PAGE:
A team of researchers, mainly from Centro de Astrofísica da Universidade do Porto (CAUP) in Portugal, has detected a rare type of active galactic nuclei (AGNs) that have characteristics of both young and old AGNs. This apparent discrepancy is thought to be due to a recent reignition of the central black hole.

The team cross-correlated a catalog of more than 13,000 clusters with a catalog at radio frequencies, searching for a link between AGNs and the clusters in which they reside. “Our initial project aimed to study radio galaxies in clusters,” said Mercedes Filho from CAUP. “By chance, we found eight radio sources with extended structure — radio jets and lobes — that didn’t show up in the optical images, which we found strange. So we decided to drop the initial project and pursue these strange radio galaxies.”

In order to get more information about these eight objects, further observations in the infrared were made with the Very Large Telescope at the European Southern Observatory. This allowed the team to detect the host galaxies where the extended radio structures originated.

While comparing the obtained spectra with known galaxy models, the team was able to conclude that these eight sources are rare objects — galaxies with characteristics common to active AGNs (that still have jet emission) and inactive AGNs (where the jet emission has turned off). This apparent discrepancy can be explained with a relatively recent reactivation of the AGN due to new material being accreted by the central black hole.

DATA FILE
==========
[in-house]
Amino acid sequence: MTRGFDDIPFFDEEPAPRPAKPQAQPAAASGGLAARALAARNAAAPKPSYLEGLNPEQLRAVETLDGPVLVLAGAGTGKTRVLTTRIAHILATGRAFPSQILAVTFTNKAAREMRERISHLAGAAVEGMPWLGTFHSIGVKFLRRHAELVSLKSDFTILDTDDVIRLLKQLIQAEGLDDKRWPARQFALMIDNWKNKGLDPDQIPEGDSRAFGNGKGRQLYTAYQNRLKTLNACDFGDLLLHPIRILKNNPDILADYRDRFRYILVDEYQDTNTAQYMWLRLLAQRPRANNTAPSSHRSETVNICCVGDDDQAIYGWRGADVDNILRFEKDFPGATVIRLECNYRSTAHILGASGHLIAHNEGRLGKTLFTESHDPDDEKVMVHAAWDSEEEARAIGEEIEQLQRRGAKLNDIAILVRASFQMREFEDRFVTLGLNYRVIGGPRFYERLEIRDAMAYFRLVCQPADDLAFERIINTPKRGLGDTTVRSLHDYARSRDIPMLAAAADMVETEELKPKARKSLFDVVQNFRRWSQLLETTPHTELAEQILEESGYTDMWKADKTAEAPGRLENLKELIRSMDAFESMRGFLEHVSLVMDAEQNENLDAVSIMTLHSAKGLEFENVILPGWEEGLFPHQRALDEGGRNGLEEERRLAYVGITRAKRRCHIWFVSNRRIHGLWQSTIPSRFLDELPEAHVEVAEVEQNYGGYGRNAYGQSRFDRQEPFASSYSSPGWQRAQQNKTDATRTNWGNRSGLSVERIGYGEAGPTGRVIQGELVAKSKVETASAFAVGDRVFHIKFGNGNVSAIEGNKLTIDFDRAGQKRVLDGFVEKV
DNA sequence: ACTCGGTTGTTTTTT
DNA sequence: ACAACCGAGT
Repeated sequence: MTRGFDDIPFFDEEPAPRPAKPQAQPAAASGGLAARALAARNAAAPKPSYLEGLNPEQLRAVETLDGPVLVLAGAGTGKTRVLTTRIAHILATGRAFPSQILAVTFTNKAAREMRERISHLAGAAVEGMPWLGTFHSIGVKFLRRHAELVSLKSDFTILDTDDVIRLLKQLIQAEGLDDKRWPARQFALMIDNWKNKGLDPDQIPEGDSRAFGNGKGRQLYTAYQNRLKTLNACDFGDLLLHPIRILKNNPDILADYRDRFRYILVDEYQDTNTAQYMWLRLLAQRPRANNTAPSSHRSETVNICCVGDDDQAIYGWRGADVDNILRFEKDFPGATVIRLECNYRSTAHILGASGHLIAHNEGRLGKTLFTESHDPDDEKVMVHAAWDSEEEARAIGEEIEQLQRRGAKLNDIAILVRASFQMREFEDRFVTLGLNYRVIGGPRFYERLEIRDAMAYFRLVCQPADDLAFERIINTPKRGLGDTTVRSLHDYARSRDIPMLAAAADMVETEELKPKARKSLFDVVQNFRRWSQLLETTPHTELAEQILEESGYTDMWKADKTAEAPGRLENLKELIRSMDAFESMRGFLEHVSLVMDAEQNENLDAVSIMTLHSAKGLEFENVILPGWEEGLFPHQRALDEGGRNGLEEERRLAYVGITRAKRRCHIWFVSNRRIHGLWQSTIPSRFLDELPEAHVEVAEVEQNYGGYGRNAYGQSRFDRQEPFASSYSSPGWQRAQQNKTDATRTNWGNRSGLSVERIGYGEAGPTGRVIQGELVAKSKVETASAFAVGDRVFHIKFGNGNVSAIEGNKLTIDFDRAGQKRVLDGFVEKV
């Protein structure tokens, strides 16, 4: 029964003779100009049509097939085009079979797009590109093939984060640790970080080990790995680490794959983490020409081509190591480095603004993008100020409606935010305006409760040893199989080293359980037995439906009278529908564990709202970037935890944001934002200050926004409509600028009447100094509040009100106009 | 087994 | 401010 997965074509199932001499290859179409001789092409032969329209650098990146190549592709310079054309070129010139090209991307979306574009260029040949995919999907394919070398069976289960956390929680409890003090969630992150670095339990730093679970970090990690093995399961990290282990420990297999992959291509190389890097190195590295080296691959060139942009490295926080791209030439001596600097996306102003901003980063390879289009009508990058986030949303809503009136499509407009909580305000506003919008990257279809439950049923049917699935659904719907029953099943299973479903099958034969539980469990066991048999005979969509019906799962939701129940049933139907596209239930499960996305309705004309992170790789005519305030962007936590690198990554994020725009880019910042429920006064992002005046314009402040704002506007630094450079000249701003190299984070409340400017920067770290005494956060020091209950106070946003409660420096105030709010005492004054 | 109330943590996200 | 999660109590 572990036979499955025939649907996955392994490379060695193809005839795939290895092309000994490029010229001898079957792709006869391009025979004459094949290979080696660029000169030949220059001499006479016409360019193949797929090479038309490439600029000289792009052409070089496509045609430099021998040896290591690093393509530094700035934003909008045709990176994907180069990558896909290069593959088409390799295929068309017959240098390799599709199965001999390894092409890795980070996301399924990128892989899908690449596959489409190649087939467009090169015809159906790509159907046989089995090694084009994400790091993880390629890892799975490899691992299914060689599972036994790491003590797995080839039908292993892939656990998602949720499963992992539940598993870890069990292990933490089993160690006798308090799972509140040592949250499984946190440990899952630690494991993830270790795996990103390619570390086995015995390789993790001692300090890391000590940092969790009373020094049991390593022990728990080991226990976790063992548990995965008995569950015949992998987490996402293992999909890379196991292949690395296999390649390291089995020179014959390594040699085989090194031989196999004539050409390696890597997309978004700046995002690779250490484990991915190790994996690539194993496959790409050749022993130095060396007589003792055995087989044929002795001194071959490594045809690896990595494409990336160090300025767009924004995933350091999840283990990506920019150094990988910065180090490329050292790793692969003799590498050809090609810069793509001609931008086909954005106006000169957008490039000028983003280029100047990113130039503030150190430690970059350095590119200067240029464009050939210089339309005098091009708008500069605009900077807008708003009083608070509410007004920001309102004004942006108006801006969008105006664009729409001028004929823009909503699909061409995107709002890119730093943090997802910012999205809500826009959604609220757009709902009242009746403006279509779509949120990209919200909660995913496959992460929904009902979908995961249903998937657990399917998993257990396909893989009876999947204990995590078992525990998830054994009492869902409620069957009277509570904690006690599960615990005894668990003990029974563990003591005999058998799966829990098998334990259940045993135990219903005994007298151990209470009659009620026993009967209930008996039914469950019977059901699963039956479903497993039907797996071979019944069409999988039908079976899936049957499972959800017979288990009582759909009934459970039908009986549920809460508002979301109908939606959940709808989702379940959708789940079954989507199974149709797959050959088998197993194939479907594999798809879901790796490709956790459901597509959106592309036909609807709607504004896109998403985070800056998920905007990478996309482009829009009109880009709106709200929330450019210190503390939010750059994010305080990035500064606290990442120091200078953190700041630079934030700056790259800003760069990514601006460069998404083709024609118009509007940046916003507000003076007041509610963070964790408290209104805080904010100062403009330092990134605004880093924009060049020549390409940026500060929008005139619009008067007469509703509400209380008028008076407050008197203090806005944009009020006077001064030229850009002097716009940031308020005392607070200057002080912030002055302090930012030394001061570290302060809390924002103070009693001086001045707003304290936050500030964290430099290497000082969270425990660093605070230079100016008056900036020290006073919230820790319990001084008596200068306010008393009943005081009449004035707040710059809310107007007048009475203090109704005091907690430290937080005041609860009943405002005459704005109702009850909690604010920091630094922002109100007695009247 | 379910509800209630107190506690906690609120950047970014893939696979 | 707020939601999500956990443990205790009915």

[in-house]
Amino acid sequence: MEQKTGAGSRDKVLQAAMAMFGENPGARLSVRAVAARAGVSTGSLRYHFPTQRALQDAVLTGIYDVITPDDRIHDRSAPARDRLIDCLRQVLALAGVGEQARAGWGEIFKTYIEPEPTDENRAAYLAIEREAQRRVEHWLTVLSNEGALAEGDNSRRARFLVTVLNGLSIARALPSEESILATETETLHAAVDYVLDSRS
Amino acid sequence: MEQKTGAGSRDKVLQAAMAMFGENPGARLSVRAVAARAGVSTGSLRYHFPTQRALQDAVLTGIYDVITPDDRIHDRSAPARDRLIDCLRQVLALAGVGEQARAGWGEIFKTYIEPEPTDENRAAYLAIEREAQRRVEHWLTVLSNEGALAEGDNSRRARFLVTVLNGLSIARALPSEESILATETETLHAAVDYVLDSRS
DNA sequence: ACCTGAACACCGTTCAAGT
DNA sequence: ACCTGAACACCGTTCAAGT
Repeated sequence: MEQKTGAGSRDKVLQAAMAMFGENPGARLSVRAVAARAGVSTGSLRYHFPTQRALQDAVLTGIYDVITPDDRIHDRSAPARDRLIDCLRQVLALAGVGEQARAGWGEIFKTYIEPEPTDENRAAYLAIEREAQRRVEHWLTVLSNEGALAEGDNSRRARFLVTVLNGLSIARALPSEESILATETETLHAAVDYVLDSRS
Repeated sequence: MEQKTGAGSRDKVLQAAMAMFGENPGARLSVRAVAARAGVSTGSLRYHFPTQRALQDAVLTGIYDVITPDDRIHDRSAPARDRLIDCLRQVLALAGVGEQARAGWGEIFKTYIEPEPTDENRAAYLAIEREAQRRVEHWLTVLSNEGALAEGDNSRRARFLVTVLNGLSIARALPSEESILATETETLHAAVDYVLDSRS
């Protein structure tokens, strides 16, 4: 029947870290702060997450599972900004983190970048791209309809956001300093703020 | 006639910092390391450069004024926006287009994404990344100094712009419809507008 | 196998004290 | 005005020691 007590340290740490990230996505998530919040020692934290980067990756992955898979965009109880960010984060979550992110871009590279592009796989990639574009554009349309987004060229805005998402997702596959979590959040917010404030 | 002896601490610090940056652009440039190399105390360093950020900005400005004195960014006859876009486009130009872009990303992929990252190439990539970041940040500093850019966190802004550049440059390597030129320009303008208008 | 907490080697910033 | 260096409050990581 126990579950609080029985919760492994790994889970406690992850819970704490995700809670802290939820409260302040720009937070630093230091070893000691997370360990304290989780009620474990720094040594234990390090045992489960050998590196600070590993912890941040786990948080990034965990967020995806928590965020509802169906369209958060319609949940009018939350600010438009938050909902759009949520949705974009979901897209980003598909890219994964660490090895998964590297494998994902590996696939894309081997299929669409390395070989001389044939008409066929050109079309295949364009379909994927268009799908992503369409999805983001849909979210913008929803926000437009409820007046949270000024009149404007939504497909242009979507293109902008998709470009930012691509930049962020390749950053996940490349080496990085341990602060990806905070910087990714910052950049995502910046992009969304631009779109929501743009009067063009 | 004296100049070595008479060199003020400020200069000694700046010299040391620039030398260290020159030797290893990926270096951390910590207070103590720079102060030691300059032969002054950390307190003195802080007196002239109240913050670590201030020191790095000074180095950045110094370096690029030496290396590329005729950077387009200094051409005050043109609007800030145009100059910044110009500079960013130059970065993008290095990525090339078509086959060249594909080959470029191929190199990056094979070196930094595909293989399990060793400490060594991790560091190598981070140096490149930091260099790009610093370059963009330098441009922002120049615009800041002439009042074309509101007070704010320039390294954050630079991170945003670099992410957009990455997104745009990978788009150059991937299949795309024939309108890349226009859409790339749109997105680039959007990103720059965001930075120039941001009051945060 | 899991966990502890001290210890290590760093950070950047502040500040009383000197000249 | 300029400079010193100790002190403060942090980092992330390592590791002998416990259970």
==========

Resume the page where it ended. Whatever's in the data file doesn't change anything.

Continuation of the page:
In general, when a black hole is active, it produces a jet along the galaxy’s rotation axis. This jet can travel great distances, creating lobes visible at radio frequencies. When the black hole is not active, the jet shuts down, but the lobes can persist for a long time — a minimum of one million years.

The original jet emission must have been interrupted sometime in the past, while the lobes, though fading, remain visible in the radio. “Our objects have radio lobes, a sign of past activity, but the spectra tell us that the central black hole and the jet have recently been reactivated,” said Mercedes Filho.

The black hole must have recently been replenished with new material — either through internal disk instabilities or interactions with other galaxies — which instigated a new jet emission that started before the original radio lobes faded completely.

The team will now carry out a new set of observations, both in radio and gamma rays, to try to detect direct hints of young jets associated with the reignited central black hole.

0

JOIN THE DISCUSSION

Read and share your comments on this article
Comment on this article
Want to leave a comment?
Only registered members of Astronomy.com are allowed to comment on this article. Registration is FREE and only takes a couple minutes.

Login or Register now.
0 comments
ADVERTISEMENT

FREE EMAIL NEWSLETTER

Receive news, sky-event information, observing tips, and more from Astronomy's weekly email newsletter.

ADVERTISEMENT
ADVERTISEMENT
BoxProductcovernov

Click here to receive a FREE e-Guide exclusively from Astronomy magazine.

Find us on Facebook

Loading...